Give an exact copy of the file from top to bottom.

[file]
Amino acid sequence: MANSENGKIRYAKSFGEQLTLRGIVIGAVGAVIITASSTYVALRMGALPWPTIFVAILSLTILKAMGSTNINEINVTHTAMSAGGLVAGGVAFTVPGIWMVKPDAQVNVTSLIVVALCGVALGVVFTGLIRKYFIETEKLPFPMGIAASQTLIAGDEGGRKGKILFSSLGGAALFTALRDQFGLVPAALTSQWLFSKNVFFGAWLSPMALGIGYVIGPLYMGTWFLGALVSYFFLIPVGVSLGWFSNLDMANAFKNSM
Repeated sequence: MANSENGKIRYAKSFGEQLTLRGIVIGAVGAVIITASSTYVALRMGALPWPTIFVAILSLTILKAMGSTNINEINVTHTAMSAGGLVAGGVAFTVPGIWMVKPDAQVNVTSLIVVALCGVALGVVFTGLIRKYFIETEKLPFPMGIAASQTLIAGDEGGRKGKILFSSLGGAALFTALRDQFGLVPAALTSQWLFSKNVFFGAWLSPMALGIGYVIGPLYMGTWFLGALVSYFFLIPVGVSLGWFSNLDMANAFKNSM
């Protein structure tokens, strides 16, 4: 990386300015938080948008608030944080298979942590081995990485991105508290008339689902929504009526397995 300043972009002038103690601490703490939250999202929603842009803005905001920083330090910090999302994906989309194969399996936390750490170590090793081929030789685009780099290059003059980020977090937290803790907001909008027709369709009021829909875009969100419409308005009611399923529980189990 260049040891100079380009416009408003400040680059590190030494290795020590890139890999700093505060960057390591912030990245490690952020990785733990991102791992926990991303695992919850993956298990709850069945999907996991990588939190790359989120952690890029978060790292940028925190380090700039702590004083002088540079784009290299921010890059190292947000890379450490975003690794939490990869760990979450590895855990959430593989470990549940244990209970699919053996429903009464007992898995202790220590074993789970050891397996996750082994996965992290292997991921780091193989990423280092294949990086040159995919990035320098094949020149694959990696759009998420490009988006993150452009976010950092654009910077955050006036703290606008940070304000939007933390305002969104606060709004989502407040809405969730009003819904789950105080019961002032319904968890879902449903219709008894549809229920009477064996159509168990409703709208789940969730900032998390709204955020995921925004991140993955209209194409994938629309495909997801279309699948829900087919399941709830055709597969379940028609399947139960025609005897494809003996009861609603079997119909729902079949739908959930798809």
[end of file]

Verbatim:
Amino acid sequence: MANSENGKIRYAKSFGEQLTLRGIVIGAVGAVIITASSTYVALRMGALPWPTIFVAILSLTILKAMGSTNINEINVTHTAMSAGGLVAGGVAFTVPGIWMVKPDAQVNVTSLIVVALCGVALGVVFTGLIRKYFIETEKLPFPMGIAASQTLIAGDEGGRKGKILFSSLGGAALFTALRDQFGLVPAALTSQWLFSKNVFFGAWLSPMALGIGYVIGPLYMGTWFLGALVSYFFLIPVGVSLGWFSNLDMANAFKNSM
Repeated sequence: MANSENGKIRYAKSFGEQLTLRGIVIGAVGAVIITASSTYVALRMGALPWPTIFVAILSLTILKAMGSTNINEINVTHTAMSAGGLVAGGVAFTVPGIWMVKPDAQVNVTSLIVVALCGVALGVVFTGLIRKYFIETEKLPFPMGIAASQTLIAGDEGGRKGKILFSSLGGAALFTALRDQFGLVPAALTSQWLFSKNVFFGAWLSPMALGIGYVIGPLYMGTWFLGALVSYFFLIPVGVSLGWFSNLDMANAFKNSM
């Protein structure tokens, strides 16, 4: 990386300015938080948008608030944080298979942590081995990485991105508290008339689902929504009526397995 300043972009002038103690601490703490939250999202929603842009803005905001920083330090910090999302994906989309194969399996936390750490170590090793081929030789685009780099290059003059980020977090937290803790907001909008027709369709009021829909875009969100419409308005009611399923529980189990 260049040891100079380009416009408003400040680059590190030494290795020590890139890999700093505060960057390591912030990245490690952020990785733990991102791992926990991303695992919850993956298990709850069945999907996991990588939190790359989120952690890029978060790292940028925190380090700039702590004083002088540079784009290299921010890059190292947000890379450490975003690794939490990869760990979450590895855990959430593989470990549940244990209970699919053996429903009464007992898995202790220590074993789970050891397996996750082994996965992290292997991921780091193989990423280092294949990086040159995919990035320098094949020149694959990696759009998420490009988006993150452009976010950092654009910077955050006036703290606008940070304000939007933390305002969104606060709004989502407040809405969730009003819904789950105080019961002032319904968890879902449903219709008894549809229920009477064996159509168990409703709208789940969730900032998390709204955020995921925004991140993955209209194409994938629309495909997801279309699948829900087919399941709830055709597969379940028609399947139960025609005897494809003996009861609603079997119909729902079949739908959930798809």